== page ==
“Modernist Cuisine” is six volumes long, runs 2,400 pages and weighs more than 18 kilograms (40 pounds). The cover price is $625 and it’s sold out on Amazon, where outside suppliers ask as much as $1,875.
The 6,000-copy print run was snapped up, and then the Seattle-based authors lost touch with the printers after the tsunami in Japan. Another 25,000 copies are now on the way from China. Some buyers have waited months for the book.
“If you love food and are curious about it, the photographs make this the ultimate food coffee-table book or, if your flat is small, the coffee table,” author Nathan Myhrvold says, and roars with laughter over lunch at Hibiscus in London.
Myhrvold wrote the work with two colleagues and the help of a 20-strong team at his cooking laboratory in Seattle. He was the first chief technology officer at Microsoft Corp. (MSFT), remaining an adviser to Bill Gates after leaving. Myhrvold combines a sharp intellect with a sense of mischief that leads to further mirth when I say most people can’t afford $625.
“You work for Bloomberg, right?” he says, and chortles at the thought that many people in the world of finance might be short of a dollar or two.
Myhrvold, 51, is chief executive officer and co-founder of Intellectual Ventures, which creates and invests in inventions. He holds degrees in mathematics, geophysics and space physics from UCLA, and PhDs in mathematical economics and theoretical physics from Princeton University, the “Modernist Cuisine” website says. In post-doctoral work at Cambridge University, he worked on quantum theories of gravity with Stephen Hawking.
(Both his collaborators, Chris Young and Maxime Bilet, have spent time at the Fat Duck, chef Heston Blumenthal’s restaurant in Bray, west of London.)
Myhrvold says “Modernist Cuisine” seeks to explain and promote contemporary techniques that have revolutionized cooking. Yet don’t people prefer the simple pleasures of a beautiful piece of ham and a glass of wine to the processed dishes of chefs such as Ferran Adria and Blumenthal?
“No,” he says bluntly, and then laughs again. “You like a simple piece of ham? Guess what? There’s no animal called ham. And this isn’t grape juice we’re drinking, thank god. Even in simple foods, we take for granted enormous amounts of skill and processing. Done properly, technique only enhances ingredients.
“Any dish, no matter how humble its origins, can be perfected. A hamburger is no less worthy than langoustine. If food is poetry, comfort food is a nursery rhyme.”
Oh yes? So how would he make a hamburger with fries?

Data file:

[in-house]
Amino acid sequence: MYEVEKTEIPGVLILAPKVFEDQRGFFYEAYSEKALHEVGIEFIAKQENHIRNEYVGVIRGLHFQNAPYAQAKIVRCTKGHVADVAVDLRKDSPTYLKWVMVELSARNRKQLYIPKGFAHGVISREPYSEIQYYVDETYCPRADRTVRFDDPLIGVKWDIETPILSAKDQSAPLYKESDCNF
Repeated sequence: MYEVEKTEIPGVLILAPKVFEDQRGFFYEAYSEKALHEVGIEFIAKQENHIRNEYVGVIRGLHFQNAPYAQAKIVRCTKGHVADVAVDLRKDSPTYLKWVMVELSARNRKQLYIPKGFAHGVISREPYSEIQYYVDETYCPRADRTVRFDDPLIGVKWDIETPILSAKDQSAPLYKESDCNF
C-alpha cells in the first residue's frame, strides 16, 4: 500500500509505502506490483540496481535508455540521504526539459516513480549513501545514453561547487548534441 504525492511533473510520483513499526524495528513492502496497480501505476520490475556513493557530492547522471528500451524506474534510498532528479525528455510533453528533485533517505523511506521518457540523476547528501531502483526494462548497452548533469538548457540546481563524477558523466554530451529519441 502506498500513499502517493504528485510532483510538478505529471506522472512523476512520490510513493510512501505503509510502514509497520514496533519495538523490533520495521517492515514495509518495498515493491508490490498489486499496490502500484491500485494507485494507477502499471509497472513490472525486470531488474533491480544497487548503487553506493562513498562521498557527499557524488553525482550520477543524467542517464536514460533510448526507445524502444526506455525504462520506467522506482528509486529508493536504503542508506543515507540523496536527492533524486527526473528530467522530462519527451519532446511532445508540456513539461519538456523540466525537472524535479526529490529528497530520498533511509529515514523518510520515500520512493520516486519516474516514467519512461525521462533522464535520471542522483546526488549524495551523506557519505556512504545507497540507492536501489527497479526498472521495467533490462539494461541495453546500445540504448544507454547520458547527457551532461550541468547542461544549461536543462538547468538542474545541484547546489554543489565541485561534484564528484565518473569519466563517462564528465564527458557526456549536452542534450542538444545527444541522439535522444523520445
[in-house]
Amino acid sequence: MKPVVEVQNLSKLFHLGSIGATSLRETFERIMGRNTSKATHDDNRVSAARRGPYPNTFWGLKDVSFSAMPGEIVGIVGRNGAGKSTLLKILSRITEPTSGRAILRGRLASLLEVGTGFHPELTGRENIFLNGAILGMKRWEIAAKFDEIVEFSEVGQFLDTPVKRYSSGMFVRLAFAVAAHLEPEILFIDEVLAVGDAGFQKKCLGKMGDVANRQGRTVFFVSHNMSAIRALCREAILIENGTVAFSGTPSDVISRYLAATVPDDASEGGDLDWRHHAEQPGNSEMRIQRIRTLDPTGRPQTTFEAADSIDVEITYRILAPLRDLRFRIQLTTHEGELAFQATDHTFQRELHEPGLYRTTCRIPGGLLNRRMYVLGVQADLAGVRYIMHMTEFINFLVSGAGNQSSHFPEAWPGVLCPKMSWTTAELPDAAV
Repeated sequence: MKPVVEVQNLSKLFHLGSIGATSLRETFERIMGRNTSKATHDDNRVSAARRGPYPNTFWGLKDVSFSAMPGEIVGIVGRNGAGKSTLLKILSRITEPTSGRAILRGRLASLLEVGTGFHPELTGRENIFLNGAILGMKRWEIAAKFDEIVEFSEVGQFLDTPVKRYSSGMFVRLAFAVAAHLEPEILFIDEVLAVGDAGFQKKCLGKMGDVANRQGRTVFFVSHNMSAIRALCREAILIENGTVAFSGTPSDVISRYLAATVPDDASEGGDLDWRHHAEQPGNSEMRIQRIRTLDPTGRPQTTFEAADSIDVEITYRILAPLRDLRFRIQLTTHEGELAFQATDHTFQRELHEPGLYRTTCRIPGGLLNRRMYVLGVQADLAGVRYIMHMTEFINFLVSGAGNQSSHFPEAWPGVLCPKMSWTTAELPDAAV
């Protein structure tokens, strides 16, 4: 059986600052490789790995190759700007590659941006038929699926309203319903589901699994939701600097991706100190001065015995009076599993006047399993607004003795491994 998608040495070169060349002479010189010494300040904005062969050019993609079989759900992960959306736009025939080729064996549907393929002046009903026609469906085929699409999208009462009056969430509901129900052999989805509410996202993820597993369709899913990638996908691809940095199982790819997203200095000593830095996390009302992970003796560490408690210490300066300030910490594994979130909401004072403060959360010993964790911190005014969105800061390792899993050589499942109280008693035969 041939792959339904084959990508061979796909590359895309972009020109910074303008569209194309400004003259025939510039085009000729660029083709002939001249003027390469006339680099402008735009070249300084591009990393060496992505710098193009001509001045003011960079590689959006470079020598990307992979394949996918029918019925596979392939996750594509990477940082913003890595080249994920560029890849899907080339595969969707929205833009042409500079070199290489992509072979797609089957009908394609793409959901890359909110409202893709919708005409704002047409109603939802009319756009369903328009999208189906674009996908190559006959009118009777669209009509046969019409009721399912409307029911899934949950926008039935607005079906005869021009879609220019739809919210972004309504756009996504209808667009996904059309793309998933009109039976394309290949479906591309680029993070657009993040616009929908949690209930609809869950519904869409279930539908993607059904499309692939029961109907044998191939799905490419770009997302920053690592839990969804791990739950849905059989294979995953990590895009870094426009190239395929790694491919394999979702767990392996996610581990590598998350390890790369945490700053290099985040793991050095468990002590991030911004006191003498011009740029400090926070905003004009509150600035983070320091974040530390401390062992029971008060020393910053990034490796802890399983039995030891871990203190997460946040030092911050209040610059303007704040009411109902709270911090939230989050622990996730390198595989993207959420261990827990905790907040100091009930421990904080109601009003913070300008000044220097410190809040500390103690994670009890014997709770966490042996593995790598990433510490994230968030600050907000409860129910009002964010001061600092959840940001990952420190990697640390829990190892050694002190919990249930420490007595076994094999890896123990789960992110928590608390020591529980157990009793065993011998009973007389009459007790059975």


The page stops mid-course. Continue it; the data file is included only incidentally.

The answer to that question takes several minutes. When baking the bun, he incorporates a protein called L-Cysteine to make it soft. He makes his own cheese slices (using Comte and Emmental) with an emulsifying salt so they melt perfectly. The meat (short rib and hanger steak) is ground with the grain aligned in long strands. The mayonnaise is a beef-suet mousseline, the ketchup prepared with mushrooms; the lettuce is infused with liquid smoke and the tomato is compressed.
He cooks the burger sous-vide -- meaning in a bag, in a water bath -- only he leaves the bag unsealed. When the burger is medium rare, he plunges it into liquid nitrogen for 30 seconds, freezing the outside, then drops it in a deep fryer.
“Our fries are even better than Heston’s,” he says. “We steam them first, then we put them into an ultrasonic bath, which is used to clean watch parts, jewelry and dentures. The ultrasonic waves beat the hell out of the outside and make it rough. Then when we fry it, it’s impossibly crispy.”
Myhrvold is chuckling with pleasure and I’m feeling lost. Am I ever going to learn anything from him that comes in handy when cooking at home? Then he gives me a tip on preparing eggs and I’m hooked.
“If I cooked eggs for you, you’d never go back,” he says. “If you’re making a three-egg omelet or three-egg scrambled eggs, throw one egg white away. So you make two whole eggs and one yolk. Throwing the white away makes such a difference in the texture, it’s just much better. It’s yellower. It’s more flavorful. It’s not as rubbery. It’s like night and day.”
“Modernist Cuisine: The Art and Science of Cooking” by Nathan Myhrvold, Chris Young and Maxime Bilet. $625 cover price in the U.S., 395 pounds in the U.K.
(Richard Vines is the chief food critic for Muse, the arts and leisure section of Bloomberg News. Opinions expressed are his own.)
To contact the editor responsible for this story: Mark Beech at firstname.lastname@example.org.